Fig. 1.
Patient disposition.
dmj-2023-0314f1.jpg
Fig. 2.
Least square (LS) mean changes from baseline in major efficacy endpoints throughout 24 weeks. (A) Glycosylated hemoglobin (HbA1c). (B) Fasting plasma glucose (FPG). Error bars are standard errors (SEs) of the mean. Significant change from the baseline (aP<0.05, bP<0.0001), cSignificant difference between the groups (P<0.0001).
dmj-2023-0314f2.jpg
Fig. 3.
Proportions of patients achieving glycosylated hemoglobin (HbA1c) less than 7.0% or 6.5% at week 24.
dmj-2023-0314f3.jpg
dmj-2023-0314f4.jpg
Table 1.
Baseline characteristics (full analysis set)
Characteristic Placebo add-on to dapagliflozin and metformin (n=125) Pioglitazone add-on to dapagliflozin and metformin (n=125) Total P value
Age, yr 56.9±10.3 57.6±10.0 57.2±10.14 0.5910
Male sex 60 (48.0) 61 (48.8) 121 (48.4) 0.8993
Duration of diabetes, yr 8.6±6.3 9.6±5.7 9.1±6.0 0.0806
Current smoker 29 (23.2) 18 (14.4) 47 (18.8) 0.0750
Body weight, kg 70.1±11.4 71.0±11.9 70.5±11.7 0.5491
BMI, kg/m2 26.4±3.6 26.3±3.3 26.3±3.5 0.8963
Systolic blood pressure, mm Hg 127.37±11.92 127.32±11.57 127.34±11.72 0.9743
Diastolic blood pressure, mm Hg 77.34±8.51 76.41±9.02 76.87±8.76 0.4036
HbA1c, % 7.76±0.77 7.62±0.55 7.69±0.67 0.5260
HbA1c ≥7% 112 (89.60) 110 (88.00) 222 (88.80) 0.6884
FPG, mg/dL 131.60±20.49 133.80±23.42 132.70±21.99 0.7522
Insulin, μU/mL 7.63±5.17 8.54±5.29 8.09±5.24 0.0790
HOMA-IR 2.56±2.04 2.86±1.90 2.71±1.97 0.0693
HOMA-β 42.00±28.24 47.04±32.10 44.52±30.28 0.2218
eGFR, mL/min/1.73 m2 92.53±20.15 87.98±19.11 90.25±19.93 0.0526
Total cholesterol, mg/dL 151.82±33.16 146.48±32.43 149.15±32.84 0.1937
Triglyceride, mg/dL 136.40±70.41 130.76±76.91 133.58±73.64 0.1711
HDL-C, mg/dL 49.43±11.70 50.28±9.32 49.86±10.56 0.2556
LDL-C, mg/dL 83.78±28.61 79.42±27.72 81.60±28.20 0.3251
OHA use at pre-screening 0.6362
 Metformin only (≥1,000 mg/day) 1 (0.80) 0 1 (0.40)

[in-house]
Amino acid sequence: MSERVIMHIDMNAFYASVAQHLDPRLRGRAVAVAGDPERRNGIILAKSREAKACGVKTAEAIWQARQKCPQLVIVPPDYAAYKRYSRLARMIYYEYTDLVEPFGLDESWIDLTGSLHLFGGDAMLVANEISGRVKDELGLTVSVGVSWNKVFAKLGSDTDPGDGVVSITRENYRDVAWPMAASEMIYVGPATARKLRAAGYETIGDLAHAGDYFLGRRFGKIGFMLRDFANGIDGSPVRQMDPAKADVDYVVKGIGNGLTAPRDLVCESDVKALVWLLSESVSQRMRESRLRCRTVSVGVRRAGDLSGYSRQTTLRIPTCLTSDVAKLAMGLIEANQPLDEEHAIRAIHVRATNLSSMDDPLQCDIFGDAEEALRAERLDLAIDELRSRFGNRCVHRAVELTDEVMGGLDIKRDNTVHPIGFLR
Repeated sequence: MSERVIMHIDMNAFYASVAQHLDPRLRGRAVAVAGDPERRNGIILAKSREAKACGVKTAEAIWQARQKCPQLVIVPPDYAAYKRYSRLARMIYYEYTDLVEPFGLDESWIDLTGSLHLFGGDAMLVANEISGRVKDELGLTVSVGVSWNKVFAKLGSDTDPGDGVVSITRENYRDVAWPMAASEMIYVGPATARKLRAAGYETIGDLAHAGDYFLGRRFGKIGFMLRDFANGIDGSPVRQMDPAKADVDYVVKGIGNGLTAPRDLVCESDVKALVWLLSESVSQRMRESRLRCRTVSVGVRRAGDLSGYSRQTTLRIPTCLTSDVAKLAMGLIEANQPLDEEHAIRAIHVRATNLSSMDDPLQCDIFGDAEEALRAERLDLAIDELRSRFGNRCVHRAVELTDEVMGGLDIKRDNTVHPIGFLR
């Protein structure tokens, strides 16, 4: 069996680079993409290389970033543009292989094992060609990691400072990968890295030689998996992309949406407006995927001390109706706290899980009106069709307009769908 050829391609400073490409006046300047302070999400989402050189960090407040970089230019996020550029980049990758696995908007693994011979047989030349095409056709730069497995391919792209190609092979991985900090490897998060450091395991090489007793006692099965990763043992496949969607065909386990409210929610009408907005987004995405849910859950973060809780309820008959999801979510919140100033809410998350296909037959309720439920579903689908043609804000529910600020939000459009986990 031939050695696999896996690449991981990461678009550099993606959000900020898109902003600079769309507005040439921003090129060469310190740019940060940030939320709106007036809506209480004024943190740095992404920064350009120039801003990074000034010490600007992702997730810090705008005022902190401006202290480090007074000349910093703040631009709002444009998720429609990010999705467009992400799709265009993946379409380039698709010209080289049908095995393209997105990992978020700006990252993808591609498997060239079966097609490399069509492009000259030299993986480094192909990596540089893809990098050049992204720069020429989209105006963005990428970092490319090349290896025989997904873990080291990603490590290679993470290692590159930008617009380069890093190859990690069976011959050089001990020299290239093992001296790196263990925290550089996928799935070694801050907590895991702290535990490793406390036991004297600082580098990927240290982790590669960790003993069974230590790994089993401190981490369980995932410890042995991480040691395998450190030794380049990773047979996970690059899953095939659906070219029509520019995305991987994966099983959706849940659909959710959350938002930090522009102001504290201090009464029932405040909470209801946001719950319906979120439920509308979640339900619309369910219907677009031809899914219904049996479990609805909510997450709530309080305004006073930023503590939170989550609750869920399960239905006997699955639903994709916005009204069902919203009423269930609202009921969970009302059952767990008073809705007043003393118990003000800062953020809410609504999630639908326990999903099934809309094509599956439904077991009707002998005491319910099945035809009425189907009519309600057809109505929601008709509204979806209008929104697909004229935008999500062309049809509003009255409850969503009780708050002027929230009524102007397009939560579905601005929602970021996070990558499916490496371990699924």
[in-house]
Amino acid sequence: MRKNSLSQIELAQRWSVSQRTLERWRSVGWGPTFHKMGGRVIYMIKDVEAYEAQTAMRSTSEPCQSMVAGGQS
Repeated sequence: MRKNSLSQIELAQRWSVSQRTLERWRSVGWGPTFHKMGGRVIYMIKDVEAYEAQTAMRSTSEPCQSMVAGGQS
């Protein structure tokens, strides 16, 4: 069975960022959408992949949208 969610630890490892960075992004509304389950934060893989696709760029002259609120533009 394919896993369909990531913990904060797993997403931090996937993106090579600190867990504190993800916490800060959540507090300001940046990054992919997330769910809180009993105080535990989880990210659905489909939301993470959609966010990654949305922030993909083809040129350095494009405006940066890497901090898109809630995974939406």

Metformin (≥1,000 mg/day)+OHA other than metformin 12 (9.60) 8 (6.40) 20 (8.00)
 Metformin (≥1,000 mg/day)+Dapagliflozin (10 mg/day) for ≥8 weeks 110 (88.00) 114 (91.20) 224 (89.60)
 Metformin (≥1,000 mg/day)+Dapagliflozin (10 mg/day) for <8 weeks 2 (1.60) 3 (2.40) 5 (2.00)

Values are presented as mean±standard deviation or number (%).

BMI, body mass index; HbA1c, glycosylated hemoglobin; FPG, fasting plasma glucose; HOMA-IR, homeostatic model assessment of insulin resistance; HOMA-β, homeostatic model assessment of β-cell function; eGFR, estimated glomerular filtration rate; HDL-C, high-density lipoprotein cholesterol; LDL-C, low-density lipoprotein cholesterol; OHA, oral hypoglycemic agent.

Table 2.
Changes in metabolic parameters from baseline (full analysis set)
Variable Placebo add-on to dapagliflozin and metformin (n=125) Pioglitazone add-on to dapagliflozin and metformin (n=125)
HbA1c, %
 Baseline 7.76±0.77 7.62±0.55
 Week 24 7.52±0.85 6.95±0.62
 LS mean±SE change –0.22±0.05 –0.69±0.05
 LS mean difference (95% CI); P value –0.47 (–0.61 to –0.33); <0.0001
FPG, mg/dL
 Baseline 131.60±20.49 133.80±23.42
 Week 24 129.46±24.78 117.02±17.57
 LS mean±SE change –1.99±1.74 –15.55±1.76
 LS mean difference (95% CI); P value –13.57 (–17.93 to –9.21); <0.0001